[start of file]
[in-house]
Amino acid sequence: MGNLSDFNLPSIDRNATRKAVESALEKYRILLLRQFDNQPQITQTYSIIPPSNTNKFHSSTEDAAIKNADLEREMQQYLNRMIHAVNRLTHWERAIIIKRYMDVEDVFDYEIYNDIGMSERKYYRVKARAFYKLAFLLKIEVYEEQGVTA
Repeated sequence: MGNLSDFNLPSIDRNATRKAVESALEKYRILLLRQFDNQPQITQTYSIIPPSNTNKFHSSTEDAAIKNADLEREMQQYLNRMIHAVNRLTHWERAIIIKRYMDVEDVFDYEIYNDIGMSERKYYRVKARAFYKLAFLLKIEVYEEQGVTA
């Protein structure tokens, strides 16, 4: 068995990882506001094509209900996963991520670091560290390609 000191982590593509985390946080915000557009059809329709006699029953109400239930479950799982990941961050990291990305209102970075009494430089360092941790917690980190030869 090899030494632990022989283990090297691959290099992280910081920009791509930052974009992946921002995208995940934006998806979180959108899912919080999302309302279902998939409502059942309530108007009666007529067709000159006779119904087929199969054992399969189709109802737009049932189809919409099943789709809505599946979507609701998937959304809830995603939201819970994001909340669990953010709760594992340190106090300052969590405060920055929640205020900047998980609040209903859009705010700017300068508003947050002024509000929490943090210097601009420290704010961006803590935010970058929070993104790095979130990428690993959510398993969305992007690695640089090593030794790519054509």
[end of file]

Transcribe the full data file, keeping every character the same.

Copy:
[in-house]
Amino acid sequence: MGNLSDFNLPSIDRNATRKAVESALEKYRILLLRQFDNQPQITQTYSIIPPSNTNKFHSSTEDAAIKNADLEREMQQYLNRMIHAVNRLTHWERAIIIKRYMDVEDVFDYEIYNDIGMSERKYYRVKARAFYKLAFLLKIEVYEEQGVTA
Repeated sequence: MGNLSDFNLPSIDRNATRKAVESALEKYRILLLRQFDNQPQITQTYSIIPPSNTNKFHSSTEDAAIKNADLEREMQQYLNRMIHAVNRLTHWERAIIIKRYMDVEDVFDYEIYNDIGMSERKYYRVKARAFYKLAFLLKIEVYEEQGVTA
């Protein structure tokens, strides 16, 4: 068995990882506001094509209900996963991520670091560290390609 000191982590593509985390946080915000557009059809329709006699029953109400239930479950799982990941961050990291990305209102970075009494430089360092941790917690980190030869 090899030494632990022989283990090297691959290099992280910081920009791509930052974009992946921002995208995940934006998806979180959108899912919080999302309302279902998939409502059942309530108007009666007529067709000159006779119904087929199969054992399969189709109802737009049932189809919409099943789709809505599946979507609701998937959304809830995603939201819970994001909340669990953010709760594992340190106090300052969590405060920055929640205020900047998980609040209903859009705010700017300068508003947050002024509000929490943090210097601009420290704010961006803590935010970058929070993104790095979130990428690993959510398993969305992007690695640089090593030794790519054509």